Retirement is one of life’s major transitions. In the year 2011, baby boomers began turning sixty-five, and in the United States alone 10,000 are retiring each day. Furthermore, people live longer now than in the past, spending more years in retirement. With such a large percentage of the population in, or quickly moving into, retirement perhaps the time has come to re-examine its definition.
Google “What is the definition of retirement,” and this is what you will see:
1) The action or fact of leaving one’s job and ceasing to work
2) The period of one’s life after leaving ones job and ceasing to work
Does this traditional definition still work? People are living longer and healthier lives. First wave of baby boomers, who are rapidly moving into retirement, have a collection of skills and knowledge too valuable to ignore. Besides, many modern seniors have no intention of being relegated into an abyss of rocking chairs, knitting, golf, and bridge games.
If we define retirement as leaving a job, then we must also define what a job is. In order to be considered a job, does the task need to offer payment for services rendered? Must it be a full time occupation, or can it be a profitable part-time passion? Can it be something you always wanted to spend time doing, but were too busy earning money to work at? Perhaps retirement is not so much ceasing to work as much as it is changing vocation to avocation.
Not so very long ago, everyone worked until the end of his or her life. Work was what one did in order to earn money. By the 1940’s, retirement became commonplace, and lasted about ten years. Now, retirees can look forward to a retirement that could last a quarter of a century. Golf and bridge might become quite boring over that length of time.
Ken Dychtwald, President of Age Wave, which is a marketing and consulting firm specializing in the analysis of the demographics of aging populations, said, “Retirement is no longer an end; it’s a turning point. A chance to take a break and then reinvent yourself. Retirement is morphing into a rich and enriching third act of work, education and leisure.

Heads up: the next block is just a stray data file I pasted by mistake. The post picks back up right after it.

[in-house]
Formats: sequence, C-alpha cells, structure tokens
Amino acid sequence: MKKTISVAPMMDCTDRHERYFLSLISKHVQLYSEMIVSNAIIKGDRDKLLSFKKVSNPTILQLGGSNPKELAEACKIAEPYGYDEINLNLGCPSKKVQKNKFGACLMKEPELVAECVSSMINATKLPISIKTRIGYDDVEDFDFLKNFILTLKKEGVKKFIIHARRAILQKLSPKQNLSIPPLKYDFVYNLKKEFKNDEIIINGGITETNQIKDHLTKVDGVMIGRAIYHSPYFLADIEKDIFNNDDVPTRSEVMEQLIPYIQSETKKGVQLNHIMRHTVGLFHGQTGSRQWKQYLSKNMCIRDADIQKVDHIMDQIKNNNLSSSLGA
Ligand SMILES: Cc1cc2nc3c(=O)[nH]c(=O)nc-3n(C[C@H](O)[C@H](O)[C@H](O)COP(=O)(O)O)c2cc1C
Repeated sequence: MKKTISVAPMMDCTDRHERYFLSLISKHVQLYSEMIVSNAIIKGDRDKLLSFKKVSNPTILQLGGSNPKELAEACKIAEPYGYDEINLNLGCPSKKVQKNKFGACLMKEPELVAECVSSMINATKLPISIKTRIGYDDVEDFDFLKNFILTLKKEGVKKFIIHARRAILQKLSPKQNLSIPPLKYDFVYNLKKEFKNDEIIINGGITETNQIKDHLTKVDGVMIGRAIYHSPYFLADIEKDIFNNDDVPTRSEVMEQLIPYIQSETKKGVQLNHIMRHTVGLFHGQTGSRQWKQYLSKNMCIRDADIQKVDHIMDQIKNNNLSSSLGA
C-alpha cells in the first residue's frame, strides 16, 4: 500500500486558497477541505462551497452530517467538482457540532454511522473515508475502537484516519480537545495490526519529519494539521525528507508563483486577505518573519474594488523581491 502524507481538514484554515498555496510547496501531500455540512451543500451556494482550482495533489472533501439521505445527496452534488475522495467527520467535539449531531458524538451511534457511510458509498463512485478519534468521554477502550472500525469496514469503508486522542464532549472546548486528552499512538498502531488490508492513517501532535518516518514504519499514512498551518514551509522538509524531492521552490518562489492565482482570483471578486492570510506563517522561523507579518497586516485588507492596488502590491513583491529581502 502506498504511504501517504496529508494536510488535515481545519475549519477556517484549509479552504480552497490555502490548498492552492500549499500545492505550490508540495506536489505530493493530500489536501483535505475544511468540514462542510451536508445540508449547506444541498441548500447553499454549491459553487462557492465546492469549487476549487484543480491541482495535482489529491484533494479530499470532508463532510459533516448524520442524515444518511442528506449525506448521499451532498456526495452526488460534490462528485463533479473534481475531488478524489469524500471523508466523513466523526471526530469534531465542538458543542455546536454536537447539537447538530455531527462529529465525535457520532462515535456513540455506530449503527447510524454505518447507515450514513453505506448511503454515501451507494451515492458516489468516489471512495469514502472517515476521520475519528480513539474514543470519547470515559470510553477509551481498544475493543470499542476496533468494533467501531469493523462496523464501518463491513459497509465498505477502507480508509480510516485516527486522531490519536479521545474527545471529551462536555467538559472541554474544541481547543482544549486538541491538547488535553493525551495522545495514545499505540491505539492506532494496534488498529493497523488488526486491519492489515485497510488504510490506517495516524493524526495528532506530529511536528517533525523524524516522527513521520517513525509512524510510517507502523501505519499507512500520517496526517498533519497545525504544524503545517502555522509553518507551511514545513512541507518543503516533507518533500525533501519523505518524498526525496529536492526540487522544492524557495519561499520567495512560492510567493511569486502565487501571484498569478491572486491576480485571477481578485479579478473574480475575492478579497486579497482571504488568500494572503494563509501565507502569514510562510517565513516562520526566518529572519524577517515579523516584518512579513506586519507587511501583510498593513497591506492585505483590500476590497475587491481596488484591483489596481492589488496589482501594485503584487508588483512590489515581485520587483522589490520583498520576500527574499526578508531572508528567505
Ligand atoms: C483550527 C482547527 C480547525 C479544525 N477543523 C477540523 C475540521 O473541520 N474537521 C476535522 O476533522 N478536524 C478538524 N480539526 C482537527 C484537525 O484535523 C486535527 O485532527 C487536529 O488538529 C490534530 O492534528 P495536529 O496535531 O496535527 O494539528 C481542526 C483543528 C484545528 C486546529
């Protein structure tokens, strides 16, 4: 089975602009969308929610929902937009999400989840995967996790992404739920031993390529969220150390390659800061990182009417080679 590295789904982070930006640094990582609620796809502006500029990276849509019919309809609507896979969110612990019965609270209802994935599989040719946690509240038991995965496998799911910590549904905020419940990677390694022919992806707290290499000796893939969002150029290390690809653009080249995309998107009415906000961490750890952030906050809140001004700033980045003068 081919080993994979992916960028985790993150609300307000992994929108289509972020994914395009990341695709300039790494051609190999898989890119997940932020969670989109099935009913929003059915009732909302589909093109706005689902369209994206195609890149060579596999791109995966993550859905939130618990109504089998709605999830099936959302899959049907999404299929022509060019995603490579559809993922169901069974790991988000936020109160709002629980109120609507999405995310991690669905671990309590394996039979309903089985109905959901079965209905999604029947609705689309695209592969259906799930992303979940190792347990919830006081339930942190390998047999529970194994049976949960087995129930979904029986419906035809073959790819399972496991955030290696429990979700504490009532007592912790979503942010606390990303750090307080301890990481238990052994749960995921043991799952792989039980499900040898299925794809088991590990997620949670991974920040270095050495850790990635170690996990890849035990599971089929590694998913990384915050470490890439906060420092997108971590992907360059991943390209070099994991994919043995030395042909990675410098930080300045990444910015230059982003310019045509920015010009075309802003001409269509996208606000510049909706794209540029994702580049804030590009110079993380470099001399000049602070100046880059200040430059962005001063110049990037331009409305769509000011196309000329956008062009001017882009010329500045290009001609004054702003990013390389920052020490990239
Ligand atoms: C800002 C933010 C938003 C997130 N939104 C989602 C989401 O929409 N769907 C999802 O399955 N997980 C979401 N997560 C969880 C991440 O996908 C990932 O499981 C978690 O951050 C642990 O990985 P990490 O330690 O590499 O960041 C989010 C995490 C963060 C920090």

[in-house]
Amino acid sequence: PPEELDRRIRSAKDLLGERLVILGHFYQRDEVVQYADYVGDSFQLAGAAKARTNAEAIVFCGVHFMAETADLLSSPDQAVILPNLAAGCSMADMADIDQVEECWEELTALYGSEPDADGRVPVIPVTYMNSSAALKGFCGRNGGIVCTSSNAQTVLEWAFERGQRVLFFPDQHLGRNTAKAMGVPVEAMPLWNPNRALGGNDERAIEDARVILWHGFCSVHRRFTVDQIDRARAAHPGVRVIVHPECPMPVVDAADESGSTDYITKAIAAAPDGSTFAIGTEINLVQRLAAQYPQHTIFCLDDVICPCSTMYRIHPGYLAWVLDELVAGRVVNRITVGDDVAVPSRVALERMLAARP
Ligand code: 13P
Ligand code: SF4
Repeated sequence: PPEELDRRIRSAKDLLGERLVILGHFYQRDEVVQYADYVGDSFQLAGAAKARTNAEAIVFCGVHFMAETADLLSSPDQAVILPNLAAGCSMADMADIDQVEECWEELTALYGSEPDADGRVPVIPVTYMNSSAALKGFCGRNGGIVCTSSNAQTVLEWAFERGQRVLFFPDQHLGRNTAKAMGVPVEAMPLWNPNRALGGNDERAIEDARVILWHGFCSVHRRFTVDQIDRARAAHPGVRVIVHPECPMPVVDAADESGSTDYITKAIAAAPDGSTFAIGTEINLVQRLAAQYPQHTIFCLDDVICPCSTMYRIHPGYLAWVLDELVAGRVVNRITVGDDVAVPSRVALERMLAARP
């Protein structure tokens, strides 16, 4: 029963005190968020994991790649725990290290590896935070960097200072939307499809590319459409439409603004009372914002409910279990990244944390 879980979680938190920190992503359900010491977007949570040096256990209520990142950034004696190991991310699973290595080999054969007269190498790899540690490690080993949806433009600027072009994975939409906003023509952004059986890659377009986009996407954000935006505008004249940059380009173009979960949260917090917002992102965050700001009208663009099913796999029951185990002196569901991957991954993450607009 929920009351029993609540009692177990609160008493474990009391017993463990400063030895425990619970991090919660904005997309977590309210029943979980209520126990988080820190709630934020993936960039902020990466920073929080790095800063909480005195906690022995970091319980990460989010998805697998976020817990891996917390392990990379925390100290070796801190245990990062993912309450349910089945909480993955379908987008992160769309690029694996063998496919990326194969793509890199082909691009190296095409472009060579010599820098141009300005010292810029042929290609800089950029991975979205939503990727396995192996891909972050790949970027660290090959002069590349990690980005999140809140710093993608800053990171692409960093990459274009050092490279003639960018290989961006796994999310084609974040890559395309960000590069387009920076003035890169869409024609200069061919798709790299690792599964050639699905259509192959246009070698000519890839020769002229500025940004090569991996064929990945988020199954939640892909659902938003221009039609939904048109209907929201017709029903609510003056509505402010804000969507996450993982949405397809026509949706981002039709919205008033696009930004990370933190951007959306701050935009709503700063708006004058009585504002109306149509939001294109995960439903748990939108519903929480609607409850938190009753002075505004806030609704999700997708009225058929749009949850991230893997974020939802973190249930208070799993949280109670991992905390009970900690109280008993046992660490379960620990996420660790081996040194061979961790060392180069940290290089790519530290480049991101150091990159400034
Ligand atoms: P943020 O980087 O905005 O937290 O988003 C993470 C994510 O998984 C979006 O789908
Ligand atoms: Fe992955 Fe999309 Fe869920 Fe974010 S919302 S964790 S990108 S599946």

People prepare financial profiles, and diligently save in preparation for retirement. But until recently, few who were planning retirement gave any thought to preparing a career or life plan profile. Today, workshops are popping up everywhere designed for retirees seeking to redefine their lives. Defining who you are, and what you want from life, is no longer a topic considered only by the young. It has become a periodic life long process.
Nancy K. Scholossberg, EdD, a former psychology professor at the University of Maryland, has categorized six types of retirees
1) Continuers – continue to use existing skills and knowledge, either part-time or in a voluntary capacity
2) Adventurers – start new activities, careers or set-up businesses
3) Searchers – have yet to find a retirement niche, and are seeking a redefinition of themselves.
4) Easy gliders – like the idea of unscheduled time.
5) Involved spectators: – stay involved in their pervious field of work, but from the sidelines, acting as a lobbyist or consultant.
6) Retreaters – remove themselves from life.
Nothing is etched in stone. Throughout our lives we encounter twists, turns and transitions. Retirement is no longer the end of work, but the beginning of another of life’s stages. And so, as retirement is being redefined there are new words to describe it. Third age, third act and middlessence are being used more and more often.